Delays to the renewal of blue parking badges across the country – following government reforms – are a “national problem, scandal and injustice”, according to a retired Paralympian and campaigner.
Steve Varden – now a musician and actor and chair of the inclusive music education charity More Music – is furious that he was fined by Lancashire County Council for parking in an accessible space when his blue badge had expired.
The coalition’s blue badge reforms were introduced from 2012 and were intended to address what the government saw as widespread abuse of the scheme.
Councils were told to carry out more independent mobility assessments of applicants, while long-awaited plans for a national database of blue badges were introduced, as well as a new electronic badge that is harder to alter or forge than the previous version, with badges now sent out via one central private contractor covering the whole country.
But the new blue badge system has led to some councils reporting delays of up to 12 weeks in dealing with applications.
Varden had applied for a new badge two weeks before it was due to expire, but had not been told the renewal procedure had changed and that he should apply much earlier than in previous years because of delays in the system.
His informal and formal efforts to persuade the council to drop the fine were turned down, and he was forced to take his case to a Parking and Traffic Appeals Service tribunal.
He succeeded with his appeal last week after the council made a late decision not to contest the case against him, but Varden is concerned about other disabled people who might not be as willing or able to fight a fine.
He said: “I am more concerned about the countless other blue badge holders who are being severely inconvenienced and fined because their blue badge renewals are not being processed in a timely manner.
“I have been able to fight my case and corner but others may not have the time, energy and knowledge to do so with the threat of increased fines looming over them if they are unsuccessful.”
Varden and DNS have found numerous online references to blue badge delays across the country over the last three years, including reports from April 2012, June 2012, July 2012, October 2012, November 2012, August 2013, September 2013, December 2013, January 2014, March 2014, July 2014 and October 2014.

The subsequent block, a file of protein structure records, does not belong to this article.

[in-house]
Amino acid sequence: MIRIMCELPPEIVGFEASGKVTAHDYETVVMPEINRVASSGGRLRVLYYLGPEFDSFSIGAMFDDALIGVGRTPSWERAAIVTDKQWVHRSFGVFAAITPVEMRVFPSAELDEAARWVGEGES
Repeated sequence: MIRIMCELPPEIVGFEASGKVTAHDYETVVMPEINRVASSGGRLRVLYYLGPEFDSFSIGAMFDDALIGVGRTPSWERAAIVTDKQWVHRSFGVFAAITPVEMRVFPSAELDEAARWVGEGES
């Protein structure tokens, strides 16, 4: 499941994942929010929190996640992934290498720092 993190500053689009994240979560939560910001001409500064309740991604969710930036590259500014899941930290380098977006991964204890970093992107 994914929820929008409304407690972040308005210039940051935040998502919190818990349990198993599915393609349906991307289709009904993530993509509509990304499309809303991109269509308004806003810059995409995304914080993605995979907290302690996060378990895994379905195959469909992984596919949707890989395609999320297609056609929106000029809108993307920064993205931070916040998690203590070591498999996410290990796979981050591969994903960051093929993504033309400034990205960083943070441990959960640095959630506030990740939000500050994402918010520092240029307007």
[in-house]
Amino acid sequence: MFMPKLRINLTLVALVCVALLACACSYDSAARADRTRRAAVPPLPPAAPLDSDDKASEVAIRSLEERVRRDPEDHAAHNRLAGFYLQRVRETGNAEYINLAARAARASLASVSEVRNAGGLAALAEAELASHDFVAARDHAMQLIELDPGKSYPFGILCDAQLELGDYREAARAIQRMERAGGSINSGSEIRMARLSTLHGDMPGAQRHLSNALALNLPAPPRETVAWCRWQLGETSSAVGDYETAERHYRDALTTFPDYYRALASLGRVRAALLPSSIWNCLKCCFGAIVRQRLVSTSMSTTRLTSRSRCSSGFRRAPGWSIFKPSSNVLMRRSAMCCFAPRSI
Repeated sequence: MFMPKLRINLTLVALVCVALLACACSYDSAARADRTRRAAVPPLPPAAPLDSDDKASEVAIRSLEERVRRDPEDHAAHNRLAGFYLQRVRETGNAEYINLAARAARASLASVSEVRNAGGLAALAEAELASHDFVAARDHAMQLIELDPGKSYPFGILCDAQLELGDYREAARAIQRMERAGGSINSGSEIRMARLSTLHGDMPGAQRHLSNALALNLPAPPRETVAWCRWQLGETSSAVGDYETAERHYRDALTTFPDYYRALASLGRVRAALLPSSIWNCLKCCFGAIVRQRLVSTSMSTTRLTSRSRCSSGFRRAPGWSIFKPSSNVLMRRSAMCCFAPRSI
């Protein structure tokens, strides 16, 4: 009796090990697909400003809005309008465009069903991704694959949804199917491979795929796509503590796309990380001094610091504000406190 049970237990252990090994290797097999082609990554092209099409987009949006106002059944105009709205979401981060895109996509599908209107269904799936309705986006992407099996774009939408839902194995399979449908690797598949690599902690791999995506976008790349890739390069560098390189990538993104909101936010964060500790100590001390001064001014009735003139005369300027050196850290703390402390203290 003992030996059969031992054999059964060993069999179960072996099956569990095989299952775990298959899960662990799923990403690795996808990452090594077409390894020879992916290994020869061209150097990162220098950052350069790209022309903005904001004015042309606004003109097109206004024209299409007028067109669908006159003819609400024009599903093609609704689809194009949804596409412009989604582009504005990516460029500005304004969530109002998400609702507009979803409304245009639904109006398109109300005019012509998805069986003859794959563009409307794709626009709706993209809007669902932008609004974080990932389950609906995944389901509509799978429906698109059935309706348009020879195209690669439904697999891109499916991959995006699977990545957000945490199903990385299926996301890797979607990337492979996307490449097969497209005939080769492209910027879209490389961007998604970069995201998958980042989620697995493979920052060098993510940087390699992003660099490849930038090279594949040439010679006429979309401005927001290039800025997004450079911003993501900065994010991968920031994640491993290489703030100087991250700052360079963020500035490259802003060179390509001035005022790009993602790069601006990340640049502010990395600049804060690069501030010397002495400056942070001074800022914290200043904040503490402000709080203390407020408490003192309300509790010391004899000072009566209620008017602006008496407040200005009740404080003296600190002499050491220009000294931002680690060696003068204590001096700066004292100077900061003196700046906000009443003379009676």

Lancashire council said it “withdrew the case against Mr Varden as a gesture of goodwill as we were able to verify through the blue badge team that he had applied for a badge before the penalty was issued”.
The council said that Varden’s badge had expired on 18 October 2014, and that he had submitted his application form on 6 October and sent supporting evidence on 9 October.
But the council admitted that the replacement badge was not sent out until 31 October, and that the council’s processing time was “up to 28 days from receipt of the supporting documentation”.
A council spokesman said: “Mr Varden’s badge was processed and issued within this time frame. However, we do understand that this meant that he was without a badge for a couple of weeks.”
The council also confirmed that reminder letters were only sent out to those whose blue badges were issued from January 2012 onwards.
A council spokesman said: “All blue badges have expiry dates clearly marked on them and people are responsible for applying for a new badge in sufficient time.
“Mr Varden’s badge was issued before January 2012 and he therefore didn’t receive a reminder.”
But Varden said: “I was sat here for at least 28 days waiting for the reminder letter – telling me how to re-reapply, as had happened in previous years.
“Bearing in mind that the renewal application process had changed – were they expecting me to guess how to reapply?
“It is a ludicrous council policy to send reminder letters to some blue badge holders and not others, as this only creates procedural confusion.”
Some local authorities have provided letters outlining the badge-holder’s entitlement while they are waiting for their badges to be renewed, while others have told traffic enforcement officers not to fine drivers for displaying badges that are up to five months out-of-date.
The Department for Transport said it was a matter for local authorities, and refused to comment further.
22 January 2015
News provided by John Pring at www.disabilitynewsservice.com